Hall Calls Four; Should've Been More
My big mouth, my big name
Who'll put on my shoes while they're walking
Slowly down the hall of fame?
Whoa! Did I really just give that group of yahoos credit?
Count them: 1,2,3,4 new inductees. Awesome! The Hall hasn't had a class that large since 1955. So adding 5,6,7, or 8 was never in the cards. Just because.
Some of the explanations writers gave to justify their ballots were nothing by psychobabble, but that’s been the norm over the past several years, including in 2013 when they voted for nobody out of a group of eligible candidates like Barry Bonds, Roger Clemens, Mark McGwire, Sammy Sosa, Jeff Bagwell, Biggio, Tim Raines, Edgar Martinez, Alan Trammell, Larry Walker, and Curt Schilling.
Yep, even old paranoid Republican Curt Schilling. Get a clue, dude.
This year’s class featured three no-brainers: first-time candidates Randy Johnson, Pedro Martinez, and John Smoltz. Astros great Craig Biggio finally got the nod after falling two votes shy last year.
The Big Unit received 97.3% of the vote, the eighth highest percentage in history.
Pedro was named on exactly 500 ballots, good for 91.1%. Smoltz received one more vote than Biggio -- 455 to 454 -- good for just over 82%, so his support was substantial.
Even though this was the largest HOF class in 60 years, there could’ve been a few more players joining in the festivities. Catcher Mike Piazza fell just 28 votes short of induction so look for him to make up that ground next year if he can overcome the hints and allegations that seem to plague both him and Jeff Bagwell, who received 55.7%?
Bet on it, as the backlog of worthy players has been loosened like a beaver dam during spring runoff. There are really only two players on the 2016 ballot who will garner serious attention: Ken Griffey Jr and Trevor Hoffman. Don’t sleep on Billy the Kid Wagner, however. He was flat out dominant!
Believe it or not, there are actually steroid rumers surrounding Griffey, which may lead to him only getting 95% of the vote.
What we heard from voters this year was more folly about why they didn’t vote for certain players.
Here’s a nugget from MLB.com columnist Marty Noble:
For the second year in a row, no need to study the ballot existed. I voted for the three no-brainer candidates -- Johnson, Martinez and Smoltz. I never picked up a book or clicked on a website, though, as encouraged by the Hall, I did chat with guys who covered the game when I did. We had similar thoughts, and now I sense that The Unit and Pedro are definites and Smoltz is a likely. I think Biggio makes it this year, and I'll be happy for him. But he didn't get my support for reasons -- read suspicions -- stated last year. Same with Piazza and the others who have prompted greater suspicions, been caught or admitted using.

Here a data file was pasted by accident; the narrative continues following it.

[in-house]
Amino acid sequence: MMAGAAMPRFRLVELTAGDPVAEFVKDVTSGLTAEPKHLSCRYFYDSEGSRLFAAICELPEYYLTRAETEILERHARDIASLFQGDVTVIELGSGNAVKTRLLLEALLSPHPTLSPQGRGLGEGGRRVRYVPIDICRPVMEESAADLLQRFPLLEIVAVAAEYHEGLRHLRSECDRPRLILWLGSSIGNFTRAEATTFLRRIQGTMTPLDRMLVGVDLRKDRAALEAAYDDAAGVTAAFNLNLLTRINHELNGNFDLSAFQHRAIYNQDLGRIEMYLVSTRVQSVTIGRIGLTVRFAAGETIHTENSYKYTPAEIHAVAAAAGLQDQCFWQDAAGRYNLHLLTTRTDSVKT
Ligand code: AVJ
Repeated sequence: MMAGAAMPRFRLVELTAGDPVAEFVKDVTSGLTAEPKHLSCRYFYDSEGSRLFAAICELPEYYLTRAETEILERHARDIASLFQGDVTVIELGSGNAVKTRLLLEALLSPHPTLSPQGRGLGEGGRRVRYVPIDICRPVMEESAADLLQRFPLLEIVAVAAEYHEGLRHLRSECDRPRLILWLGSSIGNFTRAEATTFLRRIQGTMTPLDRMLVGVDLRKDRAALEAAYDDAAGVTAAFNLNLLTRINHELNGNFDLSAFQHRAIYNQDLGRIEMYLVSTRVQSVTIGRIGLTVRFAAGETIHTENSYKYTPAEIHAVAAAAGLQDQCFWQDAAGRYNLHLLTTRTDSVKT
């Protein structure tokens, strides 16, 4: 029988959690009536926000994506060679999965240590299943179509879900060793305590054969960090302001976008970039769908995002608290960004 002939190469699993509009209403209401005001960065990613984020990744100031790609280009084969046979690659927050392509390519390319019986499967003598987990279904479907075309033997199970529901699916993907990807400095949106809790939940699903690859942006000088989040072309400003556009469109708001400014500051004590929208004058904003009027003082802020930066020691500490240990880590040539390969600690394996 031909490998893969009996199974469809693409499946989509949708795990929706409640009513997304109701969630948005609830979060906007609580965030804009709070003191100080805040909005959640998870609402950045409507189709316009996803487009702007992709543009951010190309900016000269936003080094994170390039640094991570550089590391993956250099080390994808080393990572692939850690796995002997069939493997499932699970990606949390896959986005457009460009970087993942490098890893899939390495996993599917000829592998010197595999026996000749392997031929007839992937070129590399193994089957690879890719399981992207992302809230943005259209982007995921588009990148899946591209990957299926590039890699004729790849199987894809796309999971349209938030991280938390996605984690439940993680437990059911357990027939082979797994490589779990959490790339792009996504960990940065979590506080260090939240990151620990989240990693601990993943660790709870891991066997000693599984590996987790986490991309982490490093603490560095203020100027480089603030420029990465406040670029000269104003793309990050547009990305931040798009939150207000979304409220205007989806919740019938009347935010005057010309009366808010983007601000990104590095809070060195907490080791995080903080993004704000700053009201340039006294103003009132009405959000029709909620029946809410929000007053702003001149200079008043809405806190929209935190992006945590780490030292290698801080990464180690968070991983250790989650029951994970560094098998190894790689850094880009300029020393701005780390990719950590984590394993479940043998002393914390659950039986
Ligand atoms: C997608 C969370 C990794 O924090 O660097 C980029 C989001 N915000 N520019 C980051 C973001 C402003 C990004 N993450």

OK, dude, so you didn’t study your ballot or do any research on any of the candidates.
What’s more troubling about Noble’s confession is that he had to consult with other writers who covered the game when I did. That leads one to believe he no longer covers baseball.
At least Nobles wasn’t voting for Congress or a potential tax increase. Do you study political candidates?
Pittsburgh Pirates beat reporter Tom Singer announced his retirement from the PED police and actually voted for Bonds and Clemens. Thank you, Tom, for your years to protect and serve the public from evil criminals that thrilled fans with home runs and strikeouts.
Sam Carchidi of the Philadelphia Inquirer actually admitted to giving a write-in vote to Pete Rose. Now, that takes some guts, and many baseball fans would agree with him even though some think any write-in vote is a waste because there's no chance of that person getting elected.
What happened to voicing your opinion and casting a ballot for the candidate you feel is most worthy? Voting is one of the greatest privileges bestowed upon citizens, and if you want to write in Pete Rose, then by golly, you go, Sam!
At the other end of the process, we lay to rest Yankees great Don Mattingly, who had to endure 15 years of this crap and received just 9.1% of the vote in his final year of eligibility. At least, he still has a job in the Dodger dugout and doesn’t have to cut his sideburns for his HOF plaque.
Next year, Tigers great Alan Trammell will likely suffer the same fate. Sitting at just 25% of the total, it’s unlikely 300 voters will pick up a book or click on a website to realize Trammell was the second best shortstop in the American League during the 1980’s.
I applaud the voters for recognizing that having a large induction class is a good thing and it’s OK to check ten boxes on their ballot, as allowed by the BBWAA. Then there's Howard Bryant from ESPN, who only voted for four players, two of which weren’t part of this induction class. He's obviously looking for gods.
Bryant's colleague, Buster Olney, abstained from voting and I’m assuming this means he didn’t even return a blank ballot. That's good, because even a blank one counts against a candidate's percentage. Zero is a number, folks.
One burning question remains about the 2015 HOF results: who voted for Tom Gordon, not once, but twice? Explain yourself.